Until the last week of January, the U.S. Centers for Disease Control and Prevention ranked Missouri last in the percentage of residents — 3.9 percent — who had received at least one dose of the COVID-19 vaccination.
The Missouri Department of Health & Senior Services (DHSS) announced Monday that it was revising the state’s distribution plan to get more doses to select hospitals with the capacity to inoculate at least 5,000 people a week.
Under the plan, 53 percent of the 76,000 doses Missouri now receives weekly from the federal government will go to qualifying hospitals and 23 percent to mass vaccination events run by local health agencies in partnership with the Missouri National Guard.
In addition, local county and city public health agencies will receive 8 percent, as will federally qualified health centers, and another 8 percent will be allocated to providers, including smaller hospitals.
“We are committed to fairly allocating doses in regions throughout the state and working with vaccinators to ensure efficient administration of the vaccine,” Gov. Mike Parson said. “Our partnership with the selected hospitals will help provide the consistency needed for effective planning of high-volume vaccine clinics to occur at the local level.”
The DHSS reported Monday that nearly 398,000 people have received a first dose of vaccine, or 6.5 percent of the state’s population has been vaccinated. Of those, nearly 118,420 have received the second of the two-dose regimen.
Parson said the state will take doses previously provided to CVS and Walgreens to vaccinate those living and working in long-term care facilities that remain after use.
Missouri Hospital Association President/CEO Herb Kuhn said hospitals selected to receive additional vaccines have shown they can swiftly and effectively get vaccines in arms.
“The hospitals included in the first phase of this plan were selected for their ability to rapidly begin community vaccination efforts on a large scale,” Kuhn said. “Beginning (Monday) – and continuing as vaccines arrive in the days and weeks ahead – hospitals will be sharing how community members can sign up for their vaccine.”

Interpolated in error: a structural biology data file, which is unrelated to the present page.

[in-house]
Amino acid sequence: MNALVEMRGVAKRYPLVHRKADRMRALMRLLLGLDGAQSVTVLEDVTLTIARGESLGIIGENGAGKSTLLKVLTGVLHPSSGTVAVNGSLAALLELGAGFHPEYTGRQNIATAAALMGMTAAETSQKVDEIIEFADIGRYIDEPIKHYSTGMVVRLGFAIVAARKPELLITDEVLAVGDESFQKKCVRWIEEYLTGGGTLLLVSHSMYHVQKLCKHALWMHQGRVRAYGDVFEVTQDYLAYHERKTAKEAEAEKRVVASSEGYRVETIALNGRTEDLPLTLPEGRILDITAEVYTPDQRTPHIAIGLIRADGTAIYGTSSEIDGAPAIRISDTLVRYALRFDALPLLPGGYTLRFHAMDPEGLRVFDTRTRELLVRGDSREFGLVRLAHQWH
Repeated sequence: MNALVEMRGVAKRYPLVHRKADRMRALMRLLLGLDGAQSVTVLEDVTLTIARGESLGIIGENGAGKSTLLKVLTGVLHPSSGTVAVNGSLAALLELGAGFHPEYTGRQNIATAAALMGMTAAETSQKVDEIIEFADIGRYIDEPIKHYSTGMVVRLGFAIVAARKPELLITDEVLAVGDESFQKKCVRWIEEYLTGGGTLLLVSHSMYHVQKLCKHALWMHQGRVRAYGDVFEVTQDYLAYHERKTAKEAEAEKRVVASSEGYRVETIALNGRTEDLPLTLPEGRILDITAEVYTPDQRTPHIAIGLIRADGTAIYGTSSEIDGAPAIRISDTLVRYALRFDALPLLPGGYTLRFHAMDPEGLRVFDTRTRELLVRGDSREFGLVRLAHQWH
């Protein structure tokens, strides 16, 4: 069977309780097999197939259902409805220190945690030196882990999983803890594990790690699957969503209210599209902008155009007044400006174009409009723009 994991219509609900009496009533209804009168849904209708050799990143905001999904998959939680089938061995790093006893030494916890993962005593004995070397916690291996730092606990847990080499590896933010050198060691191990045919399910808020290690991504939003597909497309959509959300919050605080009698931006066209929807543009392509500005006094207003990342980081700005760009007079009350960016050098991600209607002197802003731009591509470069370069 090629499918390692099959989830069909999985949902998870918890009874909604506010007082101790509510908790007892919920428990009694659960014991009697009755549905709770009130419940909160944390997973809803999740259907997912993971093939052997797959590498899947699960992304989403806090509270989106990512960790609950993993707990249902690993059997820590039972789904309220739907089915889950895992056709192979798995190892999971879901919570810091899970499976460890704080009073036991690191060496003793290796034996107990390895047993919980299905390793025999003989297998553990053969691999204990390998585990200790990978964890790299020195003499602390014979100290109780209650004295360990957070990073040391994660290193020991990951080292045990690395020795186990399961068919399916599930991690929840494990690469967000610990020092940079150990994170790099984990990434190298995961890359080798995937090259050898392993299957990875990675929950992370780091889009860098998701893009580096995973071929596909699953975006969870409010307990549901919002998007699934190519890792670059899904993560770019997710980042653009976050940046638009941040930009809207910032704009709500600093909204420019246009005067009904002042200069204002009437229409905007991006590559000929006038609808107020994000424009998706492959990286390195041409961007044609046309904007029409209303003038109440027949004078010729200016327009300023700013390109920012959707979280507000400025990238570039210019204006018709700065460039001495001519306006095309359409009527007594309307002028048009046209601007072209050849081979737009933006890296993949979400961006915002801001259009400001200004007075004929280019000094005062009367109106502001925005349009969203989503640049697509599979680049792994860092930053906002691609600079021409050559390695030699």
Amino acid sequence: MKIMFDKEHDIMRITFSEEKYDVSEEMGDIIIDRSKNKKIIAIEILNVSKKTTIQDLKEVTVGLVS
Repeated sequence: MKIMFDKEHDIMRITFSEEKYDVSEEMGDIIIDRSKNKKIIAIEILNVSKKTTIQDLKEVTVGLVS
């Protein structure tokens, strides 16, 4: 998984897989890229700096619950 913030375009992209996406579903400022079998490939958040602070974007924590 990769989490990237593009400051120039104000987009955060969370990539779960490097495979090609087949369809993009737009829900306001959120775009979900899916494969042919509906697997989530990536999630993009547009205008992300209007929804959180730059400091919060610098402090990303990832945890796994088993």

Rural areas in Missouri and elsewhere are being overlooked and underserved in access to vaccines, Republican members of Missouri’s congressional delegation said last week in a letter to the Department of Homeland Security (DHS) and Federal Emergency Management Agency (FEMA) seeking help distributing COVID-19 vaccines to rural and underserved communities.
Missouri U.S. Senators Roy Blunt and Josh Hawley both joined Missouri U.S. Reps. Sam Graves, Vicky Hartzler, Billy Long, Blaine Luetkemeyer, Jason Smith and Ann Wagner in sending a letter to DHS Acting Secretary Peter Gaynor and senior FEMA official Bob Fenton.
Missouri needs transportation and distribution assistance to get the vaccine to rural areas, the delegation said, suggesting supplemental funding FEMA has received from Congress “should be used within the state and region for its intended purpose — to help get vaccines into the field.”
“While Missouri has administered nearly half of the doses that have been distributed to the state — a statistic on par with the majority of other states — the logistical challenges of transporting and administering multiple doses of the COVID-19 vaccines to underserved parts of the state remains a challenge, as well as to other states within (FEMA) Region 7,” the letter said. “This may be why no state within FEMA Region 7 currently falls within the top half of the CDC’s list vaccination.”
FEMA Region 7 encompasses Iowa, Kansas, Missouri, and Nebraska. The delegation said the federal emergency funding approved in December included $17 billion for FEMA to aid states on vaccine administration and distribution.
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